EAST BREMERTON — Several weeks ago, Chris Borer teared up standing in a newly-built classroom knowing how many more kids with mental health issues would get help there.
With the opening of the new space in February, located on the Kitsap Mental Health Services campus on Almira Drive, KMHS has doubled its capacity to serve K-12 students who need treatment-focused support to be successful in school — the primary goal of the agency’s Madrona Day Treatment program.
“It’s been incredible to be able to serve more students and also to really give them the space that they need to learn,” said Borer, who has worked at KMHS for 15 years.
Previously, the Madrona program had one classroom to serve 12 children. KMHS last year got funding from the state budget to build a second classroom in the same building, turning some of KMHS’s office space into an extra space for students.
Two classrooms have similar interiors. Whiteboard, tables, chairs and some students’ colorful paintings decorating the wall.
With the second classroom being used, the program’s capacity is extended from 12 to 24. The program currently serves about 21 students, Borer said.
The second classroom allows staff to break students into pods. Therefore, children of similar ages can be around their peers as opposed to all being in the same classroom, Borer said.
“It makes it easier for them to grow up, that really young kids not to be intimidated by a high school student,” Borer said.
Beginning over 40 years ago, the Madrona program provides treatment, counseling and education for students who struggle with emotional and behavioral issues and need assistance that their original school districts couldn’t provide, Borer said.
In 2002, KMHS lost some state funds to run the Madrona program but ended up contracting with school districts in Kitsap and the surrounding area in order to keep operating the program. The partnership with school districts last until now.
Currently, 10 school districts partner with KMHS in the program, which include all five school districts in Kitsap County; south to North Mason School District, Peninsula School District, and Tacoma School District; and north to Chimacum School District and Port Townsend School District, Borer said.
Eleven staff members, including Borer, are serving in the program to support students’ needs. The team consists of teachers, behavioral interventionists, therapists and paraprofessionals, Borer said.
The philosophy in Madrona is that every staff is a teacher-counselor and all can help children with academics and counseling, Borer said.
“We’re available to support kids when they’re ready for academics,” Borer said. “But all of our staff can also. If they’re having a hard day, it’s not just the therapist that can talk to them. Any of our staff can sit down with the kid and work through whatever the social-emotional problem is they ‘re dealing with.”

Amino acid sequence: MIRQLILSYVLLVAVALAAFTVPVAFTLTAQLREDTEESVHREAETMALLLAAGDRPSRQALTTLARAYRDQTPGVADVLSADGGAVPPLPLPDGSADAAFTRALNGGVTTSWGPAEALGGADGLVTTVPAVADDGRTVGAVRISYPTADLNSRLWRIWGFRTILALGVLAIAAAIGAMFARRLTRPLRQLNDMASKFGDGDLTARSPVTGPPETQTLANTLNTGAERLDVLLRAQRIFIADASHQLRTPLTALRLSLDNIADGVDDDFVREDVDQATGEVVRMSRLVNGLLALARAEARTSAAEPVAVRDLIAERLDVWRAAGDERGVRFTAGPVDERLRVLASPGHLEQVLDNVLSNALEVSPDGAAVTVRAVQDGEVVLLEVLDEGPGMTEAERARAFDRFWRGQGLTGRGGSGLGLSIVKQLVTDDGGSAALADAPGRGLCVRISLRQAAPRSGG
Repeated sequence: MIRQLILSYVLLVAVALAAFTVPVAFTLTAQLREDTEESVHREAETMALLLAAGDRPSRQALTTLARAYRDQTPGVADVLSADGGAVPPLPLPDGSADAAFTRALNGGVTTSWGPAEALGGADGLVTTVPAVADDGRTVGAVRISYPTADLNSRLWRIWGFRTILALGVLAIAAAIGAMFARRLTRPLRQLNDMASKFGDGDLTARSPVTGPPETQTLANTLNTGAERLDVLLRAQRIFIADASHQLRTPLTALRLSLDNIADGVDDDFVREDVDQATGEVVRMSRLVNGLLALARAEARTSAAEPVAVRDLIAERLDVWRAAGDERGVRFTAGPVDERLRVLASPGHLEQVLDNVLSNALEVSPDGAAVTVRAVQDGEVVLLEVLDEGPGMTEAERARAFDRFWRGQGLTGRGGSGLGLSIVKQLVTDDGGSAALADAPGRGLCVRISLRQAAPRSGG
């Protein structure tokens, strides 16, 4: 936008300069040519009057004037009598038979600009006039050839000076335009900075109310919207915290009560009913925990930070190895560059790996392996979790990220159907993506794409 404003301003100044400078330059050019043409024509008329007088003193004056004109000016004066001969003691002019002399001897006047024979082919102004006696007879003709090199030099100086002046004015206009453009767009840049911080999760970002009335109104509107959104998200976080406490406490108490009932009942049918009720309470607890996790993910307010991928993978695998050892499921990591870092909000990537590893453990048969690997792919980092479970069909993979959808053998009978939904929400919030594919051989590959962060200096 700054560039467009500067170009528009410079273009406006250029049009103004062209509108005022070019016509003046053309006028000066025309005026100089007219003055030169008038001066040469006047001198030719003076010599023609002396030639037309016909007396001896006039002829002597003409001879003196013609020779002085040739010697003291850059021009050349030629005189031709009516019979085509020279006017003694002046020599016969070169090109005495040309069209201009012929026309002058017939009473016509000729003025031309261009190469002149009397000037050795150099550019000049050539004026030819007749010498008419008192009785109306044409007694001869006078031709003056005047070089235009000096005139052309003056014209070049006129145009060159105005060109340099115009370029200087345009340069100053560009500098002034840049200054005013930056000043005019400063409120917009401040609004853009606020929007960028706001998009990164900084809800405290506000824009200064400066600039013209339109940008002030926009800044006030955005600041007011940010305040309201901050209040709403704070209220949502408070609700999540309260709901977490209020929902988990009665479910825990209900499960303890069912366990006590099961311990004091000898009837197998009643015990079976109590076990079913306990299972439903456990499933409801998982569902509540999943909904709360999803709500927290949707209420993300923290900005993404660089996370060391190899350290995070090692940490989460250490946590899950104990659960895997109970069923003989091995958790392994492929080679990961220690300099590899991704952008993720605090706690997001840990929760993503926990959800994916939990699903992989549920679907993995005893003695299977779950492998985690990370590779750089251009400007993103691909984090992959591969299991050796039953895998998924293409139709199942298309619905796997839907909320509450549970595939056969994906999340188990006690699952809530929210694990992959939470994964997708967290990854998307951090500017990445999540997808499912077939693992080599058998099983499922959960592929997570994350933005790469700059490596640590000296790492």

The duration of time students spend in the Madrona school varies and is based on each individual’s situation. Some stay for one school year before they are ready to go back to their original school districts, while others may take two to three years. Some are here full-time, while some may have a half-day in Madrona and half-day in their original school, Andrew Glass, clinical supervisor of KMHS, said.
On Wednesday, KMHS hosted a ribbon-cutting event to celebrate the opening of the second classroom and tour the new space for the participants.
Those who showed up included KMHS staff members and leadership, as well as state legislators, Sen. Christine Rolfes and State Rep. Tarra Simmons of the 23rd Legislative District, who help secure a $321,000 state budget to fund the construction. The project was Simmons’s first capital budget request after she joined the Legislature in January 2021, she said.
“I’m very, very happy and just grateful for the work of Kitsap Mental Health Services and their vision to help these children who really need support, trauma-informed care and rehabilitation. And bringing them here so they can get back to regular school ,” Simmons said.
“I think this is great,” Rolfes said, adding that children’s behavior services were a priority for the state even before the pandemic. “It’s always nice to be part of a community project, to play a role in helping the community a better place.”
Borer expressed his gratitude to those who he works with to make the goal come true. Glass shared some core values that staff in the Madrona school dedicated to teaching the students, as well as mutual support between staff members in the event.
“To see it actually come to fruition… it was just incredible,” Borer said.